Buyers aren’t the only people feeling the pressure from today’s market conditions; it’s brokers too.

“We would happily give up these high sales prices for a fluidly moving housing environment,” Gullette said. 

“This is an amazing window into the struggle that buyers have,” he said. “We live through the transaction with them. We’re used to being able to solve problems, but when you get into a market like this, sometimes the solution isn’t within reach. It makes us feel like we’re unable to produce for the people we care about.”

In the past, the region has been able “to build ourselves out of low inventory” with large new housing developments in place such as Louisville or Windsor, Gullette said. 

That’s not really an option anymore as developers are struggling to make those kinds of projects pencil out. 

Developers, faced with rising costs, are in no rush to build new homes, Dennis Schick, broker/owner of Re/Max Alliance, said in April during a residential market forecast at BizWest’s Northern Colorado Real Estate Summit. 

New construction cost increases are driven primarily by water and material price increases.

“Water is a part of everything we’re talking about today,” Schick said. 

The Front Range has roughly 80% of Colorado’s residents but only about 20% of the water resources, he said.

Chad Walker, principal and CEO of Pinnacle Consulting Group, said during last month’s summit that an increase in public-private partnerships such as Title 32 special districts could help ease the housing shortage. As high infrastructure costs prove a barrier to housing construction, special districts allow municipalities to create either single-purpose or metropolitan districts to construct and maintain infrastructure improvements over time through tax revenue from within the district.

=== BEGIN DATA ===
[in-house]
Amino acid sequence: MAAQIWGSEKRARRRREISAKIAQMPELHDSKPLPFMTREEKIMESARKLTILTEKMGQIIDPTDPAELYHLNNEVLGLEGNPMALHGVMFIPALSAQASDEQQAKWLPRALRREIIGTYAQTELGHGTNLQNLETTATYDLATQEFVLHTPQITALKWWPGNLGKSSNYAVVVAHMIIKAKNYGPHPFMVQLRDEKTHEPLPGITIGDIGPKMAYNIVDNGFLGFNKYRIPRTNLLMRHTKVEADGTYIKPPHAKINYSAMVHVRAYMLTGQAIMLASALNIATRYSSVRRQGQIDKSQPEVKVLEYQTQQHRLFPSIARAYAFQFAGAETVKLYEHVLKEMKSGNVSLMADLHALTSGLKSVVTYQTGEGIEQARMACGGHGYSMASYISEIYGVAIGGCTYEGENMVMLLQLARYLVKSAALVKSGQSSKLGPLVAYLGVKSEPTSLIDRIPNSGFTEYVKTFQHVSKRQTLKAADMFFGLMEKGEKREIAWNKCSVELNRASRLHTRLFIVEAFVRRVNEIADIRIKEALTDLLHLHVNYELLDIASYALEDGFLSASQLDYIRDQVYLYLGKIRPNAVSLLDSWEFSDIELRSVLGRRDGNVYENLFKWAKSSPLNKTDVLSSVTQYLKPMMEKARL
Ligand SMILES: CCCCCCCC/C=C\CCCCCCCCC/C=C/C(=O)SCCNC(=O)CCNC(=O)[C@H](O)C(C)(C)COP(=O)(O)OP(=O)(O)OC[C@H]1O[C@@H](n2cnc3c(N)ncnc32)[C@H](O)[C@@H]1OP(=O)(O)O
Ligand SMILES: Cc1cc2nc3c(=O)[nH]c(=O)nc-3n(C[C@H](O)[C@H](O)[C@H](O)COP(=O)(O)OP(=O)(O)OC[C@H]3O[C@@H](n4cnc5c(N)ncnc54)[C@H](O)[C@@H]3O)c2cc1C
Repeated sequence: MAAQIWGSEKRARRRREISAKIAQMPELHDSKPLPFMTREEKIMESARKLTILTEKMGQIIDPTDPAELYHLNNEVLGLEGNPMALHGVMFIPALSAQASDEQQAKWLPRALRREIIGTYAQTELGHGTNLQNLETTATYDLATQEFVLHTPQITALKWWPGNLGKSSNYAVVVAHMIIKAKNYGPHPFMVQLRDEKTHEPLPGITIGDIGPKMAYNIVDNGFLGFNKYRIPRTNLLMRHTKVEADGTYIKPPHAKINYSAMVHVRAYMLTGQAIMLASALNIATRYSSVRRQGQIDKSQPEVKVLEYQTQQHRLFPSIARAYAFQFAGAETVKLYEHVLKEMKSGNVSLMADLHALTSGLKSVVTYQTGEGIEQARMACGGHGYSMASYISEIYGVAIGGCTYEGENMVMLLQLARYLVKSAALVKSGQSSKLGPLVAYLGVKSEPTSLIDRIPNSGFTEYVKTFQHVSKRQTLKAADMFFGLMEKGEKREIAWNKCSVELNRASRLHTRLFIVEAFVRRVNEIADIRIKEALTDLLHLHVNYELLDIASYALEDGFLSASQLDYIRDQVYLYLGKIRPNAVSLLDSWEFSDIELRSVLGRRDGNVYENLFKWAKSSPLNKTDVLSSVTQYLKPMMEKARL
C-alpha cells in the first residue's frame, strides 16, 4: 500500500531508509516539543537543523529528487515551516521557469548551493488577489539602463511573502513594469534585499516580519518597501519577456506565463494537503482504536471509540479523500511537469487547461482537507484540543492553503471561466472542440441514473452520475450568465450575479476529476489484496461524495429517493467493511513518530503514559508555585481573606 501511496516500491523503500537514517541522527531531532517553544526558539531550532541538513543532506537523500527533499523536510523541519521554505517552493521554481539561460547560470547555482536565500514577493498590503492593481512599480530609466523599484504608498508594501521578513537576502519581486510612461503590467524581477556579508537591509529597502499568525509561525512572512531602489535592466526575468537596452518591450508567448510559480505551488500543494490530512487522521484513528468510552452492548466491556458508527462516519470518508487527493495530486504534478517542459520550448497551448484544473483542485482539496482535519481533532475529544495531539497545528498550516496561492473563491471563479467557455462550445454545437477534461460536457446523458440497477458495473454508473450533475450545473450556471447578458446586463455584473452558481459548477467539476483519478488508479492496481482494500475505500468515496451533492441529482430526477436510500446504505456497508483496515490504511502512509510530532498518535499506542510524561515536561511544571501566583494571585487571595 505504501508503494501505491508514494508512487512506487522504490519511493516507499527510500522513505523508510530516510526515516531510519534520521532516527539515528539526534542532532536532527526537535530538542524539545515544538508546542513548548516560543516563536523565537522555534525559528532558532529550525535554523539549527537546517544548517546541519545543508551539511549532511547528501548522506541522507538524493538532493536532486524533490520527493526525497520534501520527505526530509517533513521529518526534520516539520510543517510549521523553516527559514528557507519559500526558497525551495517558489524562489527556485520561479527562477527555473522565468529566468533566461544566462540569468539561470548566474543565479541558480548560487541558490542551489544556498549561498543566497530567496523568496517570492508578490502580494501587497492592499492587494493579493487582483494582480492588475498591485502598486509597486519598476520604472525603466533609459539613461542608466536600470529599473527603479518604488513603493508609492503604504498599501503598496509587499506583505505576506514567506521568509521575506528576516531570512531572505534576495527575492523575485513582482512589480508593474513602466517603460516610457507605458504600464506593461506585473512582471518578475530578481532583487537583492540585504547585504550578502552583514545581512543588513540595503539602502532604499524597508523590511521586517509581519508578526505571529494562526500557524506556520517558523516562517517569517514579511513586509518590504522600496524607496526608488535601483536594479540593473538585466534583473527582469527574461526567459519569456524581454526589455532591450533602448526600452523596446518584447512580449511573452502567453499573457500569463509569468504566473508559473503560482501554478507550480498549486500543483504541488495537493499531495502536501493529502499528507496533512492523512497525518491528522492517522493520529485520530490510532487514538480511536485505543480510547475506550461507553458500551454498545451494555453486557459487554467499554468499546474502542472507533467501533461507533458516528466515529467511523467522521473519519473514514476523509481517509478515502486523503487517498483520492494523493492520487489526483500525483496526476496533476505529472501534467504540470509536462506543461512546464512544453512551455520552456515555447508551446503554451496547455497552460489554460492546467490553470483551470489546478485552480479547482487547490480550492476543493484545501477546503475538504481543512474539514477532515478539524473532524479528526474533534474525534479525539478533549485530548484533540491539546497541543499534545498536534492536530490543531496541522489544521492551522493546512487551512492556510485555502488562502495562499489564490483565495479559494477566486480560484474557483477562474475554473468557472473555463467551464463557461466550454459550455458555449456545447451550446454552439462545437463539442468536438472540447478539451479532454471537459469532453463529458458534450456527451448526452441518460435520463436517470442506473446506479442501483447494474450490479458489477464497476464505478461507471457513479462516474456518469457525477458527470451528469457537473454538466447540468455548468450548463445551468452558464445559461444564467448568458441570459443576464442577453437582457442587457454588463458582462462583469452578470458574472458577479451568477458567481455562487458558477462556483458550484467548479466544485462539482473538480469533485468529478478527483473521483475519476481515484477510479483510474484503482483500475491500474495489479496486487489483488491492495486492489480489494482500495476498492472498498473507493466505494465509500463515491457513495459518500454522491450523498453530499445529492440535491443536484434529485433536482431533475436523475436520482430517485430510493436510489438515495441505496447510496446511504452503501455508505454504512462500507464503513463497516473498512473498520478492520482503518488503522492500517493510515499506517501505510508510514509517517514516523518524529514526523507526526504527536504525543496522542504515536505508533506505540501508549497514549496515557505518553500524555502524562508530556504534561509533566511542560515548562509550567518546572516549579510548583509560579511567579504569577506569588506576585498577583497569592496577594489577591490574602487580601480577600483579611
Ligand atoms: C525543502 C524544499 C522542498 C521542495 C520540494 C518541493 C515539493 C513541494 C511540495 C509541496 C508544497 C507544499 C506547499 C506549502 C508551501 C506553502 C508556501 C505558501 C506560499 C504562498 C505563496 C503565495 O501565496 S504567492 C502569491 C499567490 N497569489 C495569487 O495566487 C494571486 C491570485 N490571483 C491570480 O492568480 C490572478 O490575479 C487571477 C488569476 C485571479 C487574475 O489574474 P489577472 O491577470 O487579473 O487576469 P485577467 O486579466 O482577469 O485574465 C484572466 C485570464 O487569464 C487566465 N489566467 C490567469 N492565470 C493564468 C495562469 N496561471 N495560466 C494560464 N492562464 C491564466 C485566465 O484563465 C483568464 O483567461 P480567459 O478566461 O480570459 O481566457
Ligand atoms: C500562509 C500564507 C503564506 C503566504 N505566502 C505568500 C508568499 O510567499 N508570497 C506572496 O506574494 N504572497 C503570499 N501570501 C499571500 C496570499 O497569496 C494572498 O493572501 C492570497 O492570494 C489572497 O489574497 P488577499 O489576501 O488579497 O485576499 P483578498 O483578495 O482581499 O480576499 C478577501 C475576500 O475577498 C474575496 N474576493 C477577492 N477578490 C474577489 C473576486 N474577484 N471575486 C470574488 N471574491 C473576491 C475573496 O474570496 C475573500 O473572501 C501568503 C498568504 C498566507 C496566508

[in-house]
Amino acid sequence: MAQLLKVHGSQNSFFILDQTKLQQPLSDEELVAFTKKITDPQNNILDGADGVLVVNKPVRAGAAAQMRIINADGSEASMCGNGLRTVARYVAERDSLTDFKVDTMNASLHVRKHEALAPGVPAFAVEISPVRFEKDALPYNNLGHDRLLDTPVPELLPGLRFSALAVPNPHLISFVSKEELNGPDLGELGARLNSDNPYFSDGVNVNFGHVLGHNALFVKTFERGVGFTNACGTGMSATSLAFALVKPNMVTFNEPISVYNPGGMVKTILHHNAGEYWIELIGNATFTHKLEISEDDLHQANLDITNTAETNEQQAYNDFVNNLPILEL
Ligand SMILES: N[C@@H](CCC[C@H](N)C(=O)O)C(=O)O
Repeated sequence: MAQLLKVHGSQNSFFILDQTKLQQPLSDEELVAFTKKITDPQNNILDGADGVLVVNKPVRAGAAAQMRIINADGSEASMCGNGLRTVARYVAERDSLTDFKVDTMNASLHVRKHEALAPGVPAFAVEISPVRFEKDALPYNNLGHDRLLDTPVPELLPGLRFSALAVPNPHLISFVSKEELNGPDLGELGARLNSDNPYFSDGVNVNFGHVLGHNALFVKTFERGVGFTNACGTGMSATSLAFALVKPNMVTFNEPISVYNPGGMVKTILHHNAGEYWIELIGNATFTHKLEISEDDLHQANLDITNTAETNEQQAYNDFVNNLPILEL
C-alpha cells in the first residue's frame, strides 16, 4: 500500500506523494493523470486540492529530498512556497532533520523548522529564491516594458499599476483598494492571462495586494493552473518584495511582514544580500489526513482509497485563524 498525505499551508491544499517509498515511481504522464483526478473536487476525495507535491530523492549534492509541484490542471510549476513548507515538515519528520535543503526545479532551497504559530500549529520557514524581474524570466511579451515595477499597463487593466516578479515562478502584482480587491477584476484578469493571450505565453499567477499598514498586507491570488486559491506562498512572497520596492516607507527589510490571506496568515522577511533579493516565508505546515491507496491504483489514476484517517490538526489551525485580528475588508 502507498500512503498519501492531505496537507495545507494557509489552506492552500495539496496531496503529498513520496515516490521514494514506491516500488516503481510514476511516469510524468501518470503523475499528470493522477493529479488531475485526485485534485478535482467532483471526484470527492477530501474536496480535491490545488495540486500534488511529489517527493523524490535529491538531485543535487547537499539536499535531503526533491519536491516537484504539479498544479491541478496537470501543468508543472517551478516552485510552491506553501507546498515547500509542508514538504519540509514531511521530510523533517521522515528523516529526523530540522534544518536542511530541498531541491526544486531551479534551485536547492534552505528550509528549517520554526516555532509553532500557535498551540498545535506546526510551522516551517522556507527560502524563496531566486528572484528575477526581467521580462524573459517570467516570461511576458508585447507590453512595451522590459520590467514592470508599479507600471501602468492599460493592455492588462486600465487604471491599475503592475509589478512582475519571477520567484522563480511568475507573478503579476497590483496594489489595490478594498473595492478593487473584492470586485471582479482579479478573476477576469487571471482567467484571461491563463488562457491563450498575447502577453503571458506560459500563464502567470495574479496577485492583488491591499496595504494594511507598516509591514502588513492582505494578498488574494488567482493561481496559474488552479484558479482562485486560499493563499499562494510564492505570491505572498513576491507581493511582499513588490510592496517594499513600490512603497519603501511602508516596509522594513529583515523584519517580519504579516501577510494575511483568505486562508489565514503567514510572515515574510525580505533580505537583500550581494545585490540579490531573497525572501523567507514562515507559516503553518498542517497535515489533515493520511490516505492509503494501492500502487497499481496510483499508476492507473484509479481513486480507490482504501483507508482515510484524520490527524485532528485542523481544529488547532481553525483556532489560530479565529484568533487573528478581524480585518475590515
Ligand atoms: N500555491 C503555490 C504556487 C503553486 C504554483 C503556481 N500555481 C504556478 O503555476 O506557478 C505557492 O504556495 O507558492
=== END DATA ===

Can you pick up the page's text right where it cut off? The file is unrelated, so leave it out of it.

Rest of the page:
Still, the creation of these districts and the construction of thousands of new homes takes years. In the meantime, experts say they don’t expect inventory to loosen in the near future. 

“Barring any disastrous, catastrophic economic collapse, I can confidently say that we are not going to get out of this,” Gullette said. 

From Boulder to Broomfield, from Windsor to Wellington and well beyond, the Front Range residential real estate market is locked into a seemingly intractable state of low inventory.

A confluence of factors, many of which are exacerbated by the COVID-19 pandemic, have combined to create an environment where there is an historical low total of homes on the market.

Those factors include low interest rates, an increasing number of Millennial buyers entering the market, people who now work from home demanding additional space, an influx of new buyers from more expensive real estate markets on the coasts and rising construction costs.

Here’s a snapshot of active listings in March from around the region:

• Boulder: 117 active listings , down 20.4% from 147 a year ago.

• Fort Collins: 301 active listings, down 42.2% from 521 a year ago.

• Greeley-Evans: 141 active listings, down 44.7% from 255 a year ago.

• Longmont: 84 active listings, down 43.6% from 149 a year ago. 

• Loveland-Berthoud: 248 active listings, down 39.5% from 410 a year ago. 

• Estes Park: 42 active listings during March, down 46.8% from 79 a year ago. 

“They are indeed [records],” Information and Real Estate Services LLC CEO Lauren Hansen told BizWest in April. “It’s pretty crazy, but low inventory, high demand, lots of properties under contract, and the number of sales, interestingly enough, still remain strong.”

The result of this low-inventory environment, of course, is sky-high prices. 

March set median price records across Northern Colorado and the Boulder Valley. 

Boulder’s median topped $1.5 million, up 56% compared to March…